The train of events to which this diffention led, involved likewise the most important interests of the Persians; for the wars, begun upon flight grounds with the Greeks, terminated at last in the fubversion of their empire.

: IV. The most glorious Age of Greece.

Of all the expeditions recorded in ancient hiftory, that which was carried on againft Greece by the Persians is mentioned as the most formidable, whether the great forces which were brought into the field, or the obstacles which they furmounted previous to their engagement with their enemies, be coníidered. The minute and exact relation given by Herodotus of the vast preparations made by Xerxes, and the ardour with which he pursued his romantic enterprize, contribute to raise the reputation and glory of the Greeks to the highest pitch, when we consider the apparently inadequate

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means

means of their defence and resistance. Yet what was the success of the vain despot of innumerable

hordes of undisciplined barbarians, when opposed · to the determined valour and confirmed difcipline

of regular armies, commanded by generals of consummate talents and approved experience ? The Historian above mentioned will give us the most satisfactory answer to this question.

The signal victory obtained in the plains of Marathon over the Persians, was effected by the sagacity, experience, and valour of Miltiades,' The fall of Leonidas, and his illustrious Spartans in the straits of Thermopylæ, taught Xerxes to respect their unexampled prowess, and to regret a victory obtained over a small band of heroes, by the loss of the choicest foldiers of his army'. The Athenians, after abandoning their city, and conveying their wives and families to the islands for security, embarked on board their ships, and under the conduct of Themistocles, engaged the fleet of Xerxes in the ftraits of Salamis'. From a lofty throne on Mount Egialos, the Persian monarch observed the action, and witnessed the total destruction of his vast navy. The battle of Platæa established the renown of Paufanias, and his victory was rewarded with the costly spoils of the Persian camp. On the same day, the Greeks were equally successful at the promontory of Mycale in Ionia, where they devoted the rich camp and powerful fleet of the enemy to the flames,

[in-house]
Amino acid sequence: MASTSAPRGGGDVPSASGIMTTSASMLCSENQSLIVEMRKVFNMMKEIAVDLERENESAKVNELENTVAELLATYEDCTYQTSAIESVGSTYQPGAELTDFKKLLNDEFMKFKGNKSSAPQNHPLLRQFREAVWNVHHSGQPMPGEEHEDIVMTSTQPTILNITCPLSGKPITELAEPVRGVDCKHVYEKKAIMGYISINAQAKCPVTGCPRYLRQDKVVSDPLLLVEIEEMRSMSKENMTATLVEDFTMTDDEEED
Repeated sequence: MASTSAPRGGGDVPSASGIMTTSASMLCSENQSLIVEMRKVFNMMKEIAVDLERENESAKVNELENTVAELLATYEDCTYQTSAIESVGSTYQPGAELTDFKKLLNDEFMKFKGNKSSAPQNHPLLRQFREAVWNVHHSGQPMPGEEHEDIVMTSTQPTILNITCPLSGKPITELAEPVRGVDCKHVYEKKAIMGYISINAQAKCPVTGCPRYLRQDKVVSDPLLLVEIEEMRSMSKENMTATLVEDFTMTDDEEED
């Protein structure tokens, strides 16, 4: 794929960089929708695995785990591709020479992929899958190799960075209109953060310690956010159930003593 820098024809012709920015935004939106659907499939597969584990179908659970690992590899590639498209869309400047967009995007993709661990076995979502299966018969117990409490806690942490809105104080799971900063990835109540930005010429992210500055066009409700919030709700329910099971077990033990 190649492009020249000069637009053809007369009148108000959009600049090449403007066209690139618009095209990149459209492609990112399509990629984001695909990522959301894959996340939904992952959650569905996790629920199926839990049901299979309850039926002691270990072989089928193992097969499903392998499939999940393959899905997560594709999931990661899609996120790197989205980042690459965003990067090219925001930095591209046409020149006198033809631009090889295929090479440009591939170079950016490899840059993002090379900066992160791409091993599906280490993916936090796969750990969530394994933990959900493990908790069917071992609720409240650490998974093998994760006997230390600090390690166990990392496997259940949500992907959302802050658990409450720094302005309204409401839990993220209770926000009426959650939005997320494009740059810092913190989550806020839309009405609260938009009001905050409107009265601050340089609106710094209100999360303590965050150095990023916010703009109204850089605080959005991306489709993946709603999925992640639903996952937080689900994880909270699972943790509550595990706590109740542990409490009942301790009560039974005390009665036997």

s B. C. 480.

B. C. 480.

Çimon, Cimon, the son of Miltiades, attacked and defeated the Persian fleet, and landing in Cilicia, gained a second victory, by routing an immense army under the command of Megabyzes. Artaxerxes finding it vain to contend with a nation of heroes, folicited a peace, which was established on conditions highly advantageous to the Greeks. It was agreed that all the Grecian cities upon the coasts of Asia should enjoy their full independence, and that the Persian fleets should not approach their coasts from the Euxine sea to the borders of Pamphylia. A war so glorious, and a peace so honourable, were the united fruits of Grecian unanimity and valour".

For half a century after the repulse of the armies of Darius, Xerxes, and Artaxerxes, Athens maintained, without controul, the pre-eminence of her power. The farther progress of the Athenians, in extending their dominions, was assisted by colonization and commerce. Their navies rode the feas in triumph, and their merchants exchanged the superfluous productions of Attica for the choiceft fruits of distant countries. The large and fertile island of Euboea was numbered among their territories; their dominion extended over the Afiatic coast for the space of a thousand miles, from Cyprus to the Thracian Bofphorus, and over forty intermediate islands. They planted colonies on the winding shores of Macedon and Thrace, and commanded the coasts

u The victory obtained at Marathon, B. C. 490 ; at Salamis, 480; at Platæa, 479; at Pamphylia, 460.